Kat Secaida on how it takes courage to let your worlds crash into each other.
by Katherine Secaida
Kat’s two worlds are alike, both filled with pain. POPS and family are different.
I feel like my family doesn’t understand where I am coming from, but they know one thing: I am hurting. But they tell me I shouldn’t be crying about anything because I have a mother who isn’t an addict. No matter how stressful her life, her answer is always, “drugs are not the answer.”
On the other hand, POPS is the place where it is fine to cry and listen to people’s advice and not feel crazy and where it’s okay to talk about the past and what still haunts you.
These two worlds may crash into each other, but I’m scared of the damage it will cause if they do. Am I ready to see my mother cry? No, I don’t want her to. My dad has hardly been in my life for over 15 years. My older sister, Maria, was into the drug/popping pills phase when she was my age. I feel like all my life there’s been some type of drug memory. Maria was hurt and looked for drugs but grew away from it and has her life together. I look up to her. And then there’s me who is always aggressive, hurt, and who saw drugs as an escape but that hurt my mind.
My POPS world helps me get through my past. At first it was hard to write about my life, but I learned not to feel ashamed of my past and to just embrace it. POPS is my second home. The vibe is always open, and it’s okay to cry and show emotion because we always have a shoulder to cry on. I don’t think I would have had the courage it write if it wasn’t for attending POPS and listening to peoples’ stories. I relate to a lot of the teens who attend.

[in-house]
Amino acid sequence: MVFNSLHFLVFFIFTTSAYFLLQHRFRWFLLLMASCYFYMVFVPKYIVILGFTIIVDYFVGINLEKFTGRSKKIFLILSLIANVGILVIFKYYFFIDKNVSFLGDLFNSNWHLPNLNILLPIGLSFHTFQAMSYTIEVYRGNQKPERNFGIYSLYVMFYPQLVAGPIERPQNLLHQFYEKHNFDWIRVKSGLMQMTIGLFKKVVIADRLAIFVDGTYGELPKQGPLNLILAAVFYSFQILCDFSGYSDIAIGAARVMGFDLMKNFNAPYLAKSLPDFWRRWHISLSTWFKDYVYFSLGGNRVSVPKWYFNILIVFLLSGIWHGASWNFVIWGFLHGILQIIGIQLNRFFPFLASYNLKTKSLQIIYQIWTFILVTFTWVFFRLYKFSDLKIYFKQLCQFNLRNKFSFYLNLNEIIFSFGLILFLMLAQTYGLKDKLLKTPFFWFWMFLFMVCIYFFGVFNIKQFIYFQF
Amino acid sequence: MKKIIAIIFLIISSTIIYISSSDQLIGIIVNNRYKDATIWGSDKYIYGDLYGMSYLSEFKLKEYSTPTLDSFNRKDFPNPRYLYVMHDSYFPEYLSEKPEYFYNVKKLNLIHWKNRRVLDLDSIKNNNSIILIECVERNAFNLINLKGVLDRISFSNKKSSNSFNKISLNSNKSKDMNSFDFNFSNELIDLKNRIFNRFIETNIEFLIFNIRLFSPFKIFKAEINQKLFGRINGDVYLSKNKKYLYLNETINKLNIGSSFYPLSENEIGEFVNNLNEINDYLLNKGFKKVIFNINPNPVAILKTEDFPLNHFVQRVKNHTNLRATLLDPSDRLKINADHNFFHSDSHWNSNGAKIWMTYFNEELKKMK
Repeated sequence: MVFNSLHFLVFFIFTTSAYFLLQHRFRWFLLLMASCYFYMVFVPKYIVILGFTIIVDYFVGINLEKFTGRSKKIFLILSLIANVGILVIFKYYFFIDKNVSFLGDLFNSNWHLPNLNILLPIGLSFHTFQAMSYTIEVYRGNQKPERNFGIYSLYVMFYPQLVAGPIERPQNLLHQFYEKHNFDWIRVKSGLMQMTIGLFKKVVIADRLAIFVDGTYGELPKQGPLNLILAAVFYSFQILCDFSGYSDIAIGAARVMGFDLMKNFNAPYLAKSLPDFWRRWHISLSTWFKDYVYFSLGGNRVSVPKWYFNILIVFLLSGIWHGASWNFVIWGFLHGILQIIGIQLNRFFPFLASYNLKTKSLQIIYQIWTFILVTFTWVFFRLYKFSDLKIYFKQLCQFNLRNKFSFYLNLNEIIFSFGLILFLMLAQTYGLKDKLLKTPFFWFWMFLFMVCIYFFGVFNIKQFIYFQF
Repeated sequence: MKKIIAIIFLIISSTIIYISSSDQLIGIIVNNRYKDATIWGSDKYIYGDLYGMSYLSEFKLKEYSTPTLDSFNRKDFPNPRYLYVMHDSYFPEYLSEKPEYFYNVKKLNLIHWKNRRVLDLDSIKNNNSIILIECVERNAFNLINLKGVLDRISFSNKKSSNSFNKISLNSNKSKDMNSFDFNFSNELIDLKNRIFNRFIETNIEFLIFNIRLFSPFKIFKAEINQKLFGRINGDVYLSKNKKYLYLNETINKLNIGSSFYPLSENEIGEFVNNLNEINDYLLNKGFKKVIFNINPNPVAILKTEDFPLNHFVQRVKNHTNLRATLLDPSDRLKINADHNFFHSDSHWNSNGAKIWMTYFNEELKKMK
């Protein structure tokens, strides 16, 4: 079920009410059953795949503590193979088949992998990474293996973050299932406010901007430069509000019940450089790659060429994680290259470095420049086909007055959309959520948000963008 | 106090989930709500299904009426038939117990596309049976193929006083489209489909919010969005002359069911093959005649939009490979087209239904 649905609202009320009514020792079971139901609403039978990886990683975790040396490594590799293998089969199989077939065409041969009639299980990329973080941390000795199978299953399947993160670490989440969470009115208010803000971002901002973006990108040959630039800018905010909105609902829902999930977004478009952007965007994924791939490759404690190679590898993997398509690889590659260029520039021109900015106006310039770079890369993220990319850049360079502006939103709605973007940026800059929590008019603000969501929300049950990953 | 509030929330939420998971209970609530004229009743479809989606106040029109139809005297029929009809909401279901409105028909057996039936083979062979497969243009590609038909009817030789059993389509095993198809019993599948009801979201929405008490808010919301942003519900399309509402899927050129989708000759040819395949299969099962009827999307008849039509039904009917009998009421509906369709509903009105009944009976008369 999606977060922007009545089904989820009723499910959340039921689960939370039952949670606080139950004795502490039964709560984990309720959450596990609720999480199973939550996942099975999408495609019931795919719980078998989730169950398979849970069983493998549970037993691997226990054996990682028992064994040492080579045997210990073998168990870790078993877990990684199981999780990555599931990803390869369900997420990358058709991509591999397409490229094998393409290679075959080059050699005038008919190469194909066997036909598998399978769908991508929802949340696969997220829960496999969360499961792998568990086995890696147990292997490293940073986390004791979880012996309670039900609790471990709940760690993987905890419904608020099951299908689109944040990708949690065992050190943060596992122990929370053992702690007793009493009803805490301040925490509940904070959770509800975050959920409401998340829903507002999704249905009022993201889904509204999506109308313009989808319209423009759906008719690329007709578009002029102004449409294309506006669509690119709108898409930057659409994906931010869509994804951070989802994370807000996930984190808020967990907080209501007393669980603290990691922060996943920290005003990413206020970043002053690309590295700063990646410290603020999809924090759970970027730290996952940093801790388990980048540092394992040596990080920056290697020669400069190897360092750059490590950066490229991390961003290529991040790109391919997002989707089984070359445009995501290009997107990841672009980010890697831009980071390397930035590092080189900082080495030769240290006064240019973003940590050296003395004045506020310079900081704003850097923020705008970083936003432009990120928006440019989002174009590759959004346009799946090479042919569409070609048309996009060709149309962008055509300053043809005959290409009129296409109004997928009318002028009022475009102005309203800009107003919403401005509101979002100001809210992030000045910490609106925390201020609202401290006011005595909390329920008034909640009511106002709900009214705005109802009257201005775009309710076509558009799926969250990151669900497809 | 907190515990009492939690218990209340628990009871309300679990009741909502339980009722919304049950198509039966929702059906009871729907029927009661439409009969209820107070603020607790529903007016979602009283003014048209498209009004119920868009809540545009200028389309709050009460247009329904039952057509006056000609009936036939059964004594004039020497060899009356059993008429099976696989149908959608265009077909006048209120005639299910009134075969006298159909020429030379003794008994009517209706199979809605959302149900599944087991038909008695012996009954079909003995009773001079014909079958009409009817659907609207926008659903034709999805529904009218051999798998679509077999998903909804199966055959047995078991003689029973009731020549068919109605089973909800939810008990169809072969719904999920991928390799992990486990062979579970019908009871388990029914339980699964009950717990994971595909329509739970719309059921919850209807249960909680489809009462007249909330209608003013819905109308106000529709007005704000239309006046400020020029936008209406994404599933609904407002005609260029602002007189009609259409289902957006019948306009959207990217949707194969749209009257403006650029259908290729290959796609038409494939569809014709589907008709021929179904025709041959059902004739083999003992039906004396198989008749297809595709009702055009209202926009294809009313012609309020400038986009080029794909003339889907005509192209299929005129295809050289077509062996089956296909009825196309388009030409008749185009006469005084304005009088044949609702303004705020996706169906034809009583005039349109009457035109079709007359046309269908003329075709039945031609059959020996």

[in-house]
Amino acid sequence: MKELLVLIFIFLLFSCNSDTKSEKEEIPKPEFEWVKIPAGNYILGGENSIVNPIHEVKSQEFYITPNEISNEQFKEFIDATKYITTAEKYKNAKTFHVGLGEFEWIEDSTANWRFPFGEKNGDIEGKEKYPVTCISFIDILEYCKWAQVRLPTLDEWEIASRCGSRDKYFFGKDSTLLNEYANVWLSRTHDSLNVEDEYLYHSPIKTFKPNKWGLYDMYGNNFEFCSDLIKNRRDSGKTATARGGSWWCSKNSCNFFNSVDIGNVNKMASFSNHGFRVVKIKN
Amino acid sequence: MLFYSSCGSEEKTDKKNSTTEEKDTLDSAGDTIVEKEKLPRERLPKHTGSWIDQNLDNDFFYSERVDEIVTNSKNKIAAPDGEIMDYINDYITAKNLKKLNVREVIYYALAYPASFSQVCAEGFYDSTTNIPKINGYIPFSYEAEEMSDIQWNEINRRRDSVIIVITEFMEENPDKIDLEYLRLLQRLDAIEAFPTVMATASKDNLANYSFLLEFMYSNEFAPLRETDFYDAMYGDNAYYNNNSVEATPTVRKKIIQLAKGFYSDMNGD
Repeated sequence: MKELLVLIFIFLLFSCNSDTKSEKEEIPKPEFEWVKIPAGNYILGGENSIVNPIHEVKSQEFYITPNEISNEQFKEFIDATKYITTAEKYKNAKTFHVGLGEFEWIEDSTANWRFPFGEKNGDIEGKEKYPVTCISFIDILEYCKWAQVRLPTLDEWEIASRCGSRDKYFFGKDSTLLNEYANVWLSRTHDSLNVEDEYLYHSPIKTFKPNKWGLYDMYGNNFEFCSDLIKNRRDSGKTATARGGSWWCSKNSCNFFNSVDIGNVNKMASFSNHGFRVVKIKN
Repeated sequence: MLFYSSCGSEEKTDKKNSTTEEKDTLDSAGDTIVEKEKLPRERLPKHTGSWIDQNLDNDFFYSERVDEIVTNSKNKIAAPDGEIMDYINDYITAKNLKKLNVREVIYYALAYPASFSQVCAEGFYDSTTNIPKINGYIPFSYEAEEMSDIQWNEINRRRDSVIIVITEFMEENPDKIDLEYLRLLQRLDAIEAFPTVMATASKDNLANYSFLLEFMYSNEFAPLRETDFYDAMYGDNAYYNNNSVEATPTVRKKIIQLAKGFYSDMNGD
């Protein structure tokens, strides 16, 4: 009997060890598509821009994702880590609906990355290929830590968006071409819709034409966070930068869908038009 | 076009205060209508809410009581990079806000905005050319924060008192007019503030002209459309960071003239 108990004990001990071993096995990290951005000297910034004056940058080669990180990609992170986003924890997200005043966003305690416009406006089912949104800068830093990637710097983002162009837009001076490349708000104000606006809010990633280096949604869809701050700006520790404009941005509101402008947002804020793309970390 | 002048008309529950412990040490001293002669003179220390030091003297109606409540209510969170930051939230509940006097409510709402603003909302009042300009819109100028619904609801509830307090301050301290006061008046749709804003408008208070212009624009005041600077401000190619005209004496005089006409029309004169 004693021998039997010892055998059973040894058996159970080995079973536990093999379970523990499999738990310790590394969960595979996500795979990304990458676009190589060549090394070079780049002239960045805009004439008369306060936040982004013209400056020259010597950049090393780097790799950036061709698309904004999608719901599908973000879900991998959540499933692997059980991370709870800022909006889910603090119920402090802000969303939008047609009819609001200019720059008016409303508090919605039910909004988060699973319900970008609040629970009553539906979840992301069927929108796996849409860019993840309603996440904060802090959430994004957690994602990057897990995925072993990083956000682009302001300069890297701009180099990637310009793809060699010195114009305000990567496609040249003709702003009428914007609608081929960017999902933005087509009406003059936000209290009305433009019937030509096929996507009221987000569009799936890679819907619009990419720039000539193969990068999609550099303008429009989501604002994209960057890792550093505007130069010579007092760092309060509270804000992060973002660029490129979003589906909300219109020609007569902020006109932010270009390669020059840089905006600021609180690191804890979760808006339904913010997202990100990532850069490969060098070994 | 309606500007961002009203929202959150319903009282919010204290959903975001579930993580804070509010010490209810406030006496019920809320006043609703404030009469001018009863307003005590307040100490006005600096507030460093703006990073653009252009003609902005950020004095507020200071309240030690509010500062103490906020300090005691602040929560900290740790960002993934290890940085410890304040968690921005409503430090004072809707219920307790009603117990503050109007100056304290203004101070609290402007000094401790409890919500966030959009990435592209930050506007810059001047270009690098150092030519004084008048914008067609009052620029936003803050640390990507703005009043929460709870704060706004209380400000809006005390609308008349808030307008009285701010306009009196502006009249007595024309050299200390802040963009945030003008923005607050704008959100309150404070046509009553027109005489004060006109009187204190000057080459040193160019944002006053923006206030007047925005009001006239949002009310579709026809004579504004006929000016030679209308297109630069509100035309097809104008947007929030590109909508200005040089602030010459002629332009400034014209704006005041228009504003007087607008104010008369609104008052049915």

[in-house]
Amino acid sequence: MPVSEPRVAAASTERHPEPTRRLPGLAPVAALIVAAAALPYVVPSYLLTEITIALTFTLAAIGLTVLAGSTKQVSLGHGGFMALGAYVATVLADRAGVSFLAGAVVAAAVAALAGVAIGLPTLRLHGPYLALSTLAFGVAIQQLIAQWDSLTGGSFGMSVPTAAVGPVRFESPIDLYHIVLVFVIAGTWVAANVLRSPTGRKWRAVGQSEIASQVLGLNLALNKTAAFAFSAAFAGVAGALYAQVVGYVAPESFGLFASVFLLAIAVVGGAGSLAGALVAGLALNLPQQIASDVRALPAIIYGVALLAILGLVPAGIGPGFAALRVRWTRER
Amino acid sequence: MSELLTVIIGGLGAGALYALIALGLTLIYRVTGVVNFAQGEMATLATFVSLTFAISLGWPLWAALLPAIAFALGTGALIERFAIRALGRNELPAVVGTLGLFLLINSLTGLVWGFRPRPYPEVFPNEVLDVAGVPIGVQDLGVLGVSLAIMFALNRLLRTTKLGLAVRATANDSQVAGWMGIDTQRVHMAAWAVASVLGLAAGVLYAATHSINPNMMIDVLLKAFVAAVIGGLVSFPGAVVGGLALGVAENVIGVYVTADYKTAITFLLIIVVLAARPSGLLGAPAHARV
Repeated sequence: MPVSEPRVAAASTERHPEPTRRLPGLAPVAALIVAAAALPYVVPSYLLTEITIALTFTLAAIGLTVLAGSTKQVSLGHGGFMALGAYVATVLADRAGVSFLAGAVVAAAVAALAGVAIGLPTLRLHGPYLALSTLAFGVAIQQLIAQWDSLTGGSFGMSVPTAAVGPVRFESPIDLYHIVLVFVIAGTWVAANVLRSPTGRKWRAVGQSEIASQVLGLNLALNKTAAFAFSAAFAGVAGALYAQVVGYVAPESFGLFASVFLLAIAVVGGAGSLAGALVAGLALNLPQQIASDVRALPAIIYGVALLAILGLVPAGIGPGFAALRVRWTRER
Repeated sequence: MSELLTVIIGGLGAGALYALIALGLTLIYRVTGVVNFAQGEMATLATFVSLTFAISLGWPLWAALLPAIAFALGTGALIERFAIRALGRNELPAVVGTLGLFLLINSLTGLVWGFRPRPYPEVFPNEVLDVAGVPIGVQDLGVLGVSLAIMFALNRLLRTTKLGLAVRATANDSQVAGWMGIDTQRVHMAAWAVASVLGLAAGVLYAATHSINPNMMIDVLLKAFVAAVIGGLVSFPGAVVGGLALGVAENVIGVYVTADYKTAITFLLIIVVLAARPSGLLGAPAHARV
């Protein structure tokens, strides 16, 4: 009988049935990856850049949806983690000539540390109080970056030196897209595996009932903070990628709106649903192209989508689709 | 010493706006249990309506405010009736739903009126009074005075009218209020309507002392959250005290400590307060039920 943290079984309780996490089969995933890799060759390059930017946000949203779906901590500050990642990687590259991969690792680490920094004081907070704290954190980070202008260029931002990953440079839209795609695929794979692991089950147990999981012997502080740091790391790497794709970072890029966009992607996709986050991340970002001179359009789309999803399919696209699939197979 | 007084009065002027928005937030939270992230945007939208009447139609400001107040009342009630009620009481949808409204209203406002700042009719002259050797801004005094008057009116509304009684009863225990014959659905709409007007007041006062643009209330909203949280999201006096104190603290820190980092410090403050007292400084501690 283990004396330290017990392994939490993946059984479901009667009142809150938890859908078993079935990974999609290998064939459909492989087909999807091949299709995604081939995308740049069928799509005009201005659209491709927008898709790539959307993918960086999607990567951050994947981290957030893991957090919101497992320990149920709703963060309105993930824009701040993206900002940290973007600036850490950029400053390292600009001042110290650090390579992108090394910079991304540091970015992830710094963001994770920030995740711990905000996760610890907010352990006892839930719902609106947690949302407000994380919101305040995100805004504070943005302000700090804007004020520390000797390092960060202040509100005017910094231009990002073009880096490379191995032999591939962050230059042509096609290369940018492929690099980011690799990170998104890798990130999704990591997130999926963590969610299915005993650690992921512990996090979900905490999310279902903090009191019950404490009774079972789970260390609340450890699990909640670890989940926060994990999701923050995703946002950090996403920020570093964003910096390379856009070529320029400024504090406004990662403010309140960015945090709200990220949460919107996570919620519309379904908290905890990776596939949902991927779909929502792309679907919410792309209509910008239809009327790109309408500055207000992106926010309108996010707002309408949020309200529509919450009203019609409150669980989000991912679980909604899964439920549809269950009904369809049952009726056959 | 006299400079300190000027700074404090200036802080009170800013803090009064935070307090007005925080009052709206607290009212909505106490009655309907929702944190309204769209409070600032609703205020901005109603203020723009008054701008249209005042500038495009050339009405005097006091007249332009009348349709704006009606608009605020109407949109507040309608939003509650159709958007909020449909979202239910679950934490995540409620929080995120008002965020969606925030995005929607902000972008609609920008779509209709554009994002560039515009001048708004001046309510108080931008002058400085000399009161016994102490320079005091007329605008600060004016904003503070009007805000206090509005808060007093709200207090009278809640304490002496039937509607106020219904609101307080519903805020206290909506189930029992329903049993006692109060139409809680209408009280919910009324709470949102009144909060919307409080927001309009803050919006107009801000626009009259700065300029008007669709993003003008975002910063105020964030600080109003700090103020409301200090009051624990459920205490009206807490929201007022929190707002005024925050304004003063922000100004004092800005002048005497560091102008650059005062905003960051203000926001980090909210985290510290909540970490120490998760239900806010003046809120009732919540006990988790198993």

My family is my other world, but it’s hard to talk about certain things with my mother. I can’t talk to my sister at times because she’s either at work or with her friends. My life can change, and it is changing, but there’s always something in the way. That’s when I get mad. My father was never there for 15 years—I went from visiting him in jail to visiting him in the hospital, and that had a big impact on my life. Now that I think about it, I sometimes feel “what the hell? What’s next on your list?”
My two worlds will crash into each other someday, and I hope my family does not turn their backs on me because I do need help, and I am getting it. I don’t want to see anyone being hurt anymore because I am a new person with changes and a new mindset.
Photo by Daniel Wütschert